07 January 2022
Arbikie is a very new farm to glass distillery owned by the Stirling family. Located on the east coast of Scotland, not far from Dundee, it is one of a new wave of farm distilleries that pay special attention to ingredients by managing whisky production from the sewing of the seed right through to blending and bottling. This gives the Stirling family unrivalled influence over their final product, being able to select not only the variety of grain but also where it is planted, the type of soil used to grow it, and the perfect time to harvest - all before even getting in to the intricacies of whisky making itself!
Farming in the Stirling family goes back at least as far as 1660, initially on the west coast of Scotland. The lands passed through seven generations until Bill Stirling moved to Lunan Bay (the sunniest part of Scotland with about 1500 hours of sunshine every year) on the east coast of Angus in the 1920’s. He then passed his land on to his son John, then his son Alec, who expanded the acreage further. The Arbikie distillery and farm estate is today run by Alec’s sons, John, Iain and David.
As with most places in Scotland, there is a history of distilling on the Arbikie lands, which dates back to 1794 - over a hundred years before the Stirling family arrived. The modern Arbikie distillery is located on the farm, in the remains of the old cattle barn overlooking the coast. The distilling team is led by Master Distiller, Kirsty Black (listed in the top ten female master distillers in the world by Spirits Business Magazine) and Christian Perez. Besides making whisky, Arbikie produce a range of vodkas and gins too.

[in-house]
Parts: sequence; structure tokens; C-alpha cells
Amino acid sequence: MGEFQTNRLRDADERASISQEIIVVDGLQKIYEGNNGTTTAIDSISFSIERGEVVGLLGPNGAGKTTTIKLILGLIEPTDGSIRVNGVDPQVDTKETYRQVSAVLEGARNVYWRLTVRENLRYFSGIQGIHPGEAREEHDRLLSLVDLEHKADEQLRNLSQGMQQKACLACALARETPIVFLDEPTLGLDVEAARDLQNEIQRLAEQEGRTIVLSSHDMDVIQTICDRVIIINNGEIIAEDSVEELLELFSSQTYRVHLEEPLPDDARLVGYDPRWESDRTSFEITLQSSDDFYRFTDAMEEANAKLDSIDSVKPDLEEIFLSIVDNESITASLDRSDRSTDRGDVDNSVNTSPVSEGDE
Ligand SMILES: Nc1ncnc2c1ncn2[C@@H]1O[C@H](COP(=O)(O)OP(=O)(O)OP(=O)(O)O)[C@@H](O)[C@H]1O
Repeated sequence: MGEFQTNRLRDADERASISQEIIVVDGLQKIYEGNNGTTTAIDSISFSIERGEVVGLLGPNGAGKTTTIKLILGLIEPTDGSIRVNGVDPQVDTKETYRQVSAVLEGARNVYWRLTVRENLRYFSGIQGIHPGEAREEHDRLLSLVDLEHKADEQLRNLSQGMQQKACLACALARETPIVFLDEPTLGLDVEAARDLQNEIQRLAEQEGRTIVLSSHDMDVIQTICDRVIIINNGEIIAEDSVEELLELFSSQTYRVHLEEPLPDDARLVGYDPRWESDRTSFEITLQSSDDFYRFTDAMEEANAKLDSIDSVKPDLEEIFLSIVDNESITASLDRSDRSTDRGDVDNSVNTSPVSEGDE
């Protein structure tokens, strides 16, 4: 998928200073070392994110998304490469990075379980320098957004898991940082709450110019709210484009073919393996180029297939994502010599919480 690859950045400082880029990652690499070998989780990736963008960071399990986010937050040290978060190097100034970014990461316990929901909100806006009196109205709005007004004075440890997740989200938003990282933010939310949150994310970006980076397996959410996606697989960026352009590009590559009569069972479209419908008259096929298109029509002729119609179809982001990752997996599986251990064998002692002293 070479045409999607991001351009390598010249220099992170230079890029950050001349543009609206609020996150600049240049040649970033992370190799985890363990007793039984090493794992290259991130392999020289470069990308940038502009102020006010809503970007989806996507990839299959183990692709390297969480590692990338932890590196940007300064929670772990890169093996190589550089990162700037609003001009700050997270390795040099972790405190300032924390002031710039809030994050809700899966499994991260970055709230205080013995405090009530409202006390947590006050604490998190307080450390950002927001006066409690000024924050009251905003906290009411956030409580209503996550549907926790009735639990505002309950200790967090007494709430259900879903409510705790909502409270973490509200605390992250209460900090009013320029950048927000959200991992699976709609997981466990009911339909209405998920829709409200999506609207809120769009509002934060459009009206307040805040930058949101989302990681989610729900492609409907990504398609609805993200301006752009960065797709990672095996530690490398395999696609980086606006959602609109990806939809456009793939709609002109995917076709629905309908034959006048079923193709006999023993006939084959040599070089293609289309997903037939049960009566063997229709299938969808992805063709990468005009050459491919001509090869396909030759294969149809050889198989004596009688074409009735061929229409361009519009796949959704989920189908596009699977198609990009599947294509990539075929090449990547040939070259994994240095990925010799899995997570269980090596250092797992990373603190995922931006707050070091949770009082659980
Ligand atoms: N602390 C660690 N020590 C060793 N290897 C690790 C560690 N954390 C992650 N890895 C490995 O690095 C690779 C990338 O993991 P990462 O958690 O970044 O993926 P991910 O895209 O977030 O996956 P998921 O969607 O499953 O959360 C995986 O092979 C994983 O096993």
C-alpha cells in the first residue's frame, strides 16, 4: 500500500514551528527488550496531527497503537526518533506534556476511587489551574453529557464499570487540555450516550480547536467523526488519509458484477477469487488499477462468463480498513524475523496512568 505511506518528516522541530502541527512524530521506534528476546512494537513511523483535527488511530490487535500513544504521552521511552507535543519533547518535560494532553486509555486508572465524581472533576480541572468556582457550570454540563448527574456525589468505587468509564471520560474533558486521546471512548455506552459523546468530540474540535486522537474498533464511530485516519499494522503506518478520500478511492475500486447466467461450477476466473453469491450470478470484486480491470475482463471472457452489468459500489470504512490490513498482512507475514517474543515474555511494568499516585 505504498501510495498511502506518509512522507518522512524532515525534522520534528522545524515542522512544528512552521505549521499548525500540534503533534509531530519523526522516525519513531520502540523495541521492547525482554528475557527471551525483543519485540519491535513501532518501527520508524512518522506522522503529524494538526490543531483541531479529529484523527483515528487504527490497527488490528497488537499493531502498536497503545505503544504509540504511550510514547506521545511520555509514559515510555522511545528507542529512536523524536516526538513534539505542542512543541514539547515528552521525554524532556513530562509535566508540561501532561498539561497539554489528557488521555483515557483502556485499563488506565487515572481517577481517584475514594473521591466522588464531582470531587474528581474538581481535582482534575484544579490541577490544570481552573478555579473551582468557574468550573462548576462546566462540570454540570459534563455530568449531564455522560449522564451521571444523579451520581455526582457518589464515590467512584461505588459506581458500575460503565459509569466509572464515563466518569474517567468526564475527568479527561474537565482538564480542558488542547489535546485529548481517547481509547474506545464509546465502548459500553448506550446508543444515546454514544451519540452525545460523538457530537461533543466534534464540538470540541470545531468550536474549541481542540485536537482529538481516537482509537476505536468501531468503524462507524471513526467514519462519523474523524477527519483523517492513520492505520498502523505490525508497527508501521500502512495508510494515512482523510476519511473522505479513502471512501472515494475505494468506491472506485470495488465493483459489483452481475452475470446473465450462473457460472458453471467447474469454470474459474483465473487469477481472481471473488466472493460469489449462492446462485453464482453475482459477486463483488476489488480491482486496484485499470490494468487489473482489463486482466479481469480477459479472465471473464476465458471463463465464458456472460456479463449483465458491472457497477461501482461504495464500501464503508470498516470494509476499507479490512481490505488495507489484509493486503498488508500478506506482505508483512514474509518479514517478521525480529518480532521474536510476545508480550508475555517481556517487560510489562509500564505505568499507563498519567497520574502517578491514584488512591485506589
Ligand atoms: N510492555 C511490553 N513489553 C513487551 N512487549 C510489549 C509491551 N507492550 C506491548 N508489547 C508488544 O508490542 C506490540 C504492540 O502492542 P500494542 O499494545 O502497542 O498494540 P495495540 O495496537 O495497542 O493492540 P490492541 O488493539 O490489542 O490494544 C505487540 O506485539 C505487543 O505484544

Where whisky is concerned, Arbikie took things in a brave and exciting direction. Their first whisky release is not a single malt but in fact a rye whisky. Scottish rye whisky hasn’t existed for more than a hundred years, so unlike single malt there are no particular expectations or assumptions on style or taste. Highland Rye 1794 is made from from a mash of Arantes rye, Viscount wheat, and Odyssey malted barley then matured in new, charred American oak barrels. It is distilled in copper pots, which retains much of the character of those carefully grown cereals, which are necessary to do battle with the flavoursome new oak.
The end result is not like a typical American rye whisky, nor is it like any other single grain scotch we’ve tasted. But rather something new. Or old? Sottish rye whisky.